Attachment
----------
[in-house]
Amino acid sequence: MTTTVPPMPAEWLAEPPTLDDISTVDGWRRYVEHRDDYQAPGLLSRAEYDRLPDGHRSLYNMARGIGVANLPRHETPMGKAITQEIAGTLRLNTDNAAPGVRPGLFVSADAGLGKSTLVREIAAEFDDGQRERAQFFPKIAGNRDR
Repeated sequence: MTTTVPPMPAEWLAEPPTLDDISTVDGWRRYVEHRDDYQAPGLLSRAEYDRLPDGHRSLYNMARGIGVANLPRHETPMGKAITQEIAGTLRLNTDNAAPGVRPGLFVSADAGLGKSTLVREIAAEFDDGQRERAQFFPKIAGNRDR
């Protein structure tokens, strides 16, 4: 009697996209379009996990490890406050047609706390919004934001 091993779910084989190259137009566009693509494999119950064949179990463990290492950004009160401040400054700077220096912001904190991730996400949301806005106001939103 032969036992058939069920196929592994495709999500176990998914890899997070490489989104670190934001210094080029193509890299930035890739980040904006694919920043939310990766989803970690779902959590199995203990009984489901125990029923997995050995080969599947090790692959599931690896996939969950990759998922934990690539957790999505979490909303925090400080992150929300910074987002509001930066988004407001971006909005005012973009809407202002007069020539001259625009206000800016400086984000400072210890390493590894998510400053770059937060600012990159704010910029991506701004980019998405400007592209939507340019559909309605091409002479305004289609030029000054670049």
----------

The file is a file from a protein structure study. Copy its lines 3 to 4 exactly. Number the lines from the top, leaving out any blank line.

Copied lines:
Repeated sequence: MTTTVPPMPAEWLAEPPTLDDISTVDGWRRYVEHRDDYQAPGLLSRAEYDRLPDGHRSLYNMARGIGVANLPRHETPMGKAITQEIAGTLRLNTDNAAPGVRPGLFVSADAGLGKSTLVREIAAEFDDGQRERAQFFPKIAGNRDR
């Protein structure tokens, strides 16, 4: 009697996209379009996990490890406050047609706390919004934001 091993779910084989190259137009566009693509494999119950064949179990463990290492950004009160401040400054700077220096912001904190991730996400949301806005106001939103 032969036992058939069920196929592994495709999500176990998914890899997070490489989104670190934001210094080029193509890299930035890739980040904006694919920043939310990766989803970690779902959590199995203990009984489901125990029923997995050995080969599947090790692959599931690896996939969950990759998922934990690539957790999505979490909303925090400080992150929300910074987002509001930066988004407001971006909005005012973009809407202002007069020539001259625009206000800016400086984000400072210890390493590894998510400053770059937060600012990159704010910029991506701004980019998405400007592209939507340019559909309605091409002479305004289609030029000054670049």